Start your 7-day free trial
glentekAuthor Commented:
I've requested that this question be closed as follows:

Accepted answer: 0 points for glentek's comment http:/Q_27382766.html#36940284

for the following reason:

My answer gives the correct and most complete solution.
glentekAuthor Commented:
@gowflow - I asked bromy2004 for more clarification, and got no response. Therefore, no points. Thanks to all who who responded, but I stand by my decision.
Sorry for the lack of response, I was on a temporary deployment and forgot to take my laptop.

What I meant was
1. Create a new workbook in Excel 2010
2. Copy the formulas over to the new workbook manually (open the cell and copy the formula text)
3. Re-add any formatting/data connections required
4. Attempt to re-open the new workbook (After saving of course)

Although I didn't respond immediately, doesn't mean you should discredit/not try the other suggestions.

Regarding comment #36925020
The button in Excel 2010 is there, it is just different.
In 2010 it is a green tab (like any other tab on the ribbon) with the product name (Excel for excel etc)

glentekAuthor Commented:
@bromy2004  - No problem with the delayed response.  Thank you for your efforts. As described in my chosen solution (#36940284) I solved the problem without having to generate a new workbook.  Your proposed solution probably would not have worked in this case, or would have been excessively cumbersome.  Here's why. As described in my first post, the 2007 workbook could not be opened in 2010, so there would be no way to copy/paste into the new 2010 workbook that you suggest.  My client does not keep multiple versions of office installed on workstations, so there would be no way to open the original 2007 workbook in 2007 and copy/paste the cells to a new 2010 workbook (not sure if you can have both version open at the same time anyway, or if you could be able to copy/paste cell contents from one to another if you could). Also, the workbook in question is quite large. Dozens of worksheets that are fed from the cells in the DataSheet. Manually copy/pasting would introduce too many opportunities for error.  The solution I have provided took less than 5 minutes to implement, and worked correctly the first time.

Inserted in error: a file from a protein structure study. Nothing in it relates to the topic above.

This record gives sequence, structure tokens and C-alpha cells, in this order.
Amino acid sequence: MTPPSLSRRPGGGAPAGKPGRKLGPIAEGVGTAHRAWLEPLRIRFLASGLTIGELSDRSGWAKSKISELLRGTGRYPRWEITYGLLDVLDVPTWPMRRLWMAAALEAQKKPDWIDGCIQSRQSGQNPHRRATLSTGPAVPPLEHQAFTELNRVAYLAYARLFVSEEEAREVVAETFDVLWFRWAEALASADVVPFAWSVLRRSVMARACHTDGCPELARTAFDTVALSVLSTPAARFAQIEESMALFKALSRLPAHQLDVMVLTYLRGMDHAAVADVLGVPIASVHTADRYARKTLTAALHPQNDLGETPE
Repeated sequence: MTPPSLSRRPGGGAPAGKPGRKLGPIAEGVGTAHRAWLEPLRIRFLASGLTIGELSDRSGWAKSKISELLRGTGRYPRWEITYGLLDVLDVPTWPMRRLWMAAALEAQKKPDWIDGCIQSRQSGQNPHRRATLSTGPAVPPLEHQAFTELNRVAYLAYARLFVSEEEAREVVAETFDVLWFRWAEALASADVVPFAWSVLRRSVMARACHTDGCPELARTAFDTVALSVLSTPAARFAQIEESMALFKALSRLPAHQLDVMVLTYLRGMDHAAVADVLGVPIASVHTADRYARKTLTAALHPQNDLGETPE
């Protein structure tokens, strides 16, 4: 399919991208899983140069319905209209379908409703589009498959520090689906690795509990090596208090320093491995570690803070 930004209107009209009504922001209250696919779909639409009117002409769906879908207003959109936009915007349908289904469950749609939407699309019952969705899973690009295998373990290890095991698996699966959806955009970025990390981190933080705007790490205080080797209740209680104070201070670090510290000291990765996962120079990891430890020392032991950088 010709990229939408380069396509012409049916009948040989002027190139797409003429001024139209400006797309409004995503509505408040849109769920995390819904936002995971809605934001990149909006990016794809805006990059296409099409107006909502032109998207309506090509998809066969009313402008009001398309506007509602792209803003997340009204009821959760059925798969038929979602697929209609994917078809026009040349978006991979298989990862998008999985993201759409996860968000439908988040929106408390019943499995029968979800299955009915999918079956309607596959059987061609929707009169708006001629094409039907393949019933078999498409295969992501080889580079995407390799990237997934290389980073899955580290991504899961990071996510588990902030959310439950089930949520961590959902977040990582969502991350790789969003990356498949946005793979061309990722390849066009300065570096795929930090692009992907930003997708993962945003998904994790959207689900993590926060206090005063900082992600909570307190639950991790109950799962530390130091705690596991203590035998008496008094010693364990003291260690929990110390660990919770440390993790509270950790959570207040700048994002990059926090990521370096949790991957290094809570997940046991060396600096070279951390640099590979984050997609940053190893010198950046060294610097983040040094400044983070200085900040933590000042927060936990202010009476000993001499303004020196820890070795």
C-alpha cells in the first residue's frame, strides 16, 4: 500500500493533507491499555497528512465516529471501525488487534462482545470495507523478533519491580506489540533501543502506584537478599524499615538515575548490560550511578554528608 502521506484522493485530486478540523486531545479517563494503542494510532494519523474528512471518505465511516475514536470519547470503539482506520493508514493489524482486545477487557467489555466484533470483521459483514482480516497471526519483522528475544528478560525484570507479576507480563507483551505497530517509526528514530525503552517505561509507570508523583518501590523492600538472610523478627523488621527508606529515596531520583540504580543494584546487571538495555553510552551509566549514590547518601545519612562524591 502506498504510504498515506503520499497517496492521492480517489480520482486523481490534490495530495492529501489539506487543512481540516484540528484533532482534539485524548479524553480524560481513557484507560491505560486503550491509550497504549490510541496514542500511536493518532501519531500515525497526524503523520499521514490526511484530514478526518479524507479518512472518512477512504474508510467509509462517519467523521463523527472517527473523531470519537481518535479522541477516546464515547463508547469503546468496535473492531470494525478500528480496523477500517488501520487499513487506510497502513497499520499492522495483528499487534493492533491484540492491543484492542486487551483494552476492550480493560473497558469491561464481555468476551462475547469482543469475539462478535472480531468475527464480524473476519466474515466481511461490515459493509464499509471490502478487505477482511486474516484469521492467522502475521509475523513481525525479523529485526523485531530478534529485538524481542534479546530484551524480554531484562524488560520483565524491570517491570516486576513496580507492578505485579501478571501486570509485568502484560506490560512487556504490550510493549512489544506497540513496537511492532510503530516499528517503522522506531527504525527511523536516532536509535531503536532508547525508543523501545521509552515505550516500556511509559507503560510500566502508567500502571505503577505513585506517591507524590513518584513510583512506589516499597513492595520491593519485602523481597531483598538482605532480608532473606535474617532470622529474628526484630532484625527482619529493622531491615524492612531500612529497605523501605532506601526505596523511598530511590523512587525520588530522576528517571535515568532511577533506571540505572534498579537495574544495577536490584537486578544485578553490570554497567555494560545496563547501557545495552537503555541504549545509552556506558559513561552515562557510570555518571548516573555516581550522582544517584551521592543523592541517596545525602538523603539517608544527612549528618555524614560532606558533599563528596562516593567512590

glentekAuthor Commented:
My answer gives the correct and most complete solution.
It's more than this solution.Get answers and train to solve all your tech problems - anytime, anywhere.Try it for free Edge Out The Competitionfor your dream job with proven skills and certifications.Get started today Stand Outas the employee with proven skills.Start learning today for free Move Your Career Forwardwith certification training in the latest technologies.Start your trial today
Microsoft Excel

From novice to tech pro — start learning today.